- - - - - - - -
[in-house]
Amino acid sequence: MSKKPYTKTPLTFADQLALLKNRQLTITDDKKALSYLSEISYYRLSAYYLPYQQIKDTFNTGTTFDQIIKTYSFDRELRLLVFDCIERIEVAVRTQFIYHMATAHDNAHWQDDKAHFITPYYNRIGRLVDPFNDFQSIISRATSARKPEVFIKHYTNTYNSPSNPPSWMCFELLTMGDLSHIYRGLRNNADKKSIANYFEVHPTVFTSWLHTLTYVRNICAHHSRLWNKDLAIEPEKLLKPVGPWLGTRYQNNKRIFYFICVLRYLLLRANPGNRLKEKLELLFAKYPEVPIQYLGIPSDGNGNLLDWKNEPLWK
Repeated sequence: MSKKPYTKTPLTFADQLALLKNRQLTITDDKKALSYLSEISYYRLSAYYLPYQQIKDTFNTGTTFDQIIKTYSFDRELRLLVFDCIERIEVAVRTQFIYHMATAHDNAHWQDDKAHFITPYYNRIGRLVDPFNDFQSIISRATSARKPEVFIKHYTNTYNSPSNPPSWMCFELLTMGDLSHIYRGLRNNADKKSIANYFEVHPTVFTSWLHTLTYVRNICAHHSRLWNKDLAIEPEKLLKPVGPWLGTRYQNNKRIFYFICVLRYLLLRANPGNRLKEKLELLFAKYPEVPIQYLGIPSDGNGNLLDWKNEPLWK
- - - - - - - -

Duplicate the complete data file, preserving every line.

[in-house]
Amino acid sequence: MSKKPYTKTPLTFADQLALLKNRQLTITDDKKALSYLSEISYYRLSAYYLPYQQIKDTFNTGTTFDQIIKTYSFDRELRLLVFDCIERIEVAVRTQFIYHMATAHDNAHWQDDKAHFITPYYNRIGRLVDPFNDFQSIISRATSARKPEVFIKHYTNTYNSPSNPPSWMCFELLTMGDLSHIYRGLRNNADKKSIANYFEVHPTVFTSWLHTLTYVRNICAHHSRLWNKDLAIEPEKLLKPVGPWLGTRYQNNKRIFYFICVLRYLLLRANPGNRLKEKLELLFAKYPEVPIQYLGIPSDGNGNLLDWKNEPLWK
Repeated sequence: MSKKPYTKTPLTFADQLALLKNRQLTITDDKKALSYLSEISYYRLSAYYLPYQQIKDTFNTGTTFDQIIKTYSFDRELRLLVFDCIERIEVAVRTQFIYHMATAHDNAHWQDDKAHFITPYYNRIGRLVDPFNDFQSIISRATSARKPEVFIKHYTNTYNSPSNPPSWMCFELLTMGDLSHIYRGLRNNADKKSIANYFEVHPTVFTSWLHTLTYVRNICAHHSRLWNKDLAIEPEKLLKPVGPWLGTRYQNNKRIFYFICVLRYLLLRANPGNRLKEKLELLFAKYPEVPIQYLGIPSDGNGNLLDWKNEPLWK